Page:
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I have gcc 4.1.2 installed. I installed a new separate gcc (version 4.4.6) too using yum on CentOS. Now my question is, do these two gcc versions use the same glibc version or glibc is different for both of them? How can I find out? Secondly, is it better to have a newer version of glibc in terms of performance?

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Both GCC versions will use the glibc version you have installed on your system. GCC packages don't (usually) ship a separate C library.

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Will a newer glibc improve performance? – MetallicPriest May 4 '12 at 13:04
Probably not. Unless you've profiled your app, determined that a glibc function was a bottleneck, and that function has been updated/rewritten in the newer version. Generally, you might notice some improvement in some apps, but don't expect anything spectacular. – Mat May 4 '12 at 13:05
But I think it would depend which version of gcc the glibc was compiled with, as I find that newer gcc versions perform optimization better or no? – MetallicPriest May 4 '12 at 13:07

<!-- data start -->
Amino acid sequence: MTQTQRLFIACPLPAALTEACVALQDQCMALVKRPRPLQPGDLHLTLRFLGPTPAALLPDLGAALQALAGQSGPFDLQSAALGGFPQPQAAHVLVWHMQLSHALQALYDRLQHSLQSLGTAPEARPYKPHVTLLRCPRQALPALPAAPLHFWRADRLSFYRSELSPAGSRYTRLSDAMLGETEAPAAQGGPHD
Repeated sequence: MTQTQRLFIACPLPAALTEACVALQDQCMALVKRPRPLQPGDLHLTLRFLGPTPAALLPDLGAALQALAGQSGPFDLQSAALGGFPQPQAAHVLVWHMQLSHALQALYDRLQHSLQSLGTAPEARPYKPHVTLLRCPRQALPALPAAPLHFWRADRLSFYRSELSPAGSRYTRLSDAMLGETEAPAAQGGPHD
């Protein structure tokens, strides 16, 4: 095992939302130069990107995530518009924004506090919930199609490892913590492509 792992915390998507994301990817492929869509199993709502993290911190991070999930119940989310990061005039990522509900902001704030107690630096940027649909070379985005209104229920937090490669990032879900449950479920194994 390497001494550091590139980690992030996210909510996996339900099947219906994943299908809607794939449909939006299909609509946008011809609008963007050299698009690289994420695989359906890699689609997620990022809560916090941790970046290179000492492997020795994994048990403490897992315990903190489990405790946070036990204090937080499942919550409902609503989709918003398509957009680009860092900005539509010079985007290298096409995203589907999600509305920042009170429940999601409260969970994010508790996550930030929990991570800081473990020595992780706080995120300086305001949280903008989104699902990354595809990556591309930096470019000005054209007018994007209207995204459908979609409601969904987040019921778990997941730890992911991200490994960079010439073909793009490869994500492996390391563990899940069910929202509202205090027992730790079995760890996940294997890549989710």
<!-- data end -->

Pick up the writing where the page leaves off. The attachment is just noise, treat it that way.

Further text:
Newer gcc versions have better optimizers, yes. Compiling anything, including glibc, with better optimizers can improve performance, yes. – Mat May 4 '12 at 13:08

Write a simple program which makes a call to a glibc function. Then compile it with both versions of gcc and then do ldd a.out on each compilation. You'll get the list of libraries used.

If your source file is test.c then:

$ gcc test.c -o out1  # with gcc 4.1.2
$ gcc test.c -o out2  # with gcc 4.4.6 
$ ldd out1
$ ldd out2

This will show the libc versions used by each gcc.

Performance may or may not be better depending on the update done for glibc functions.

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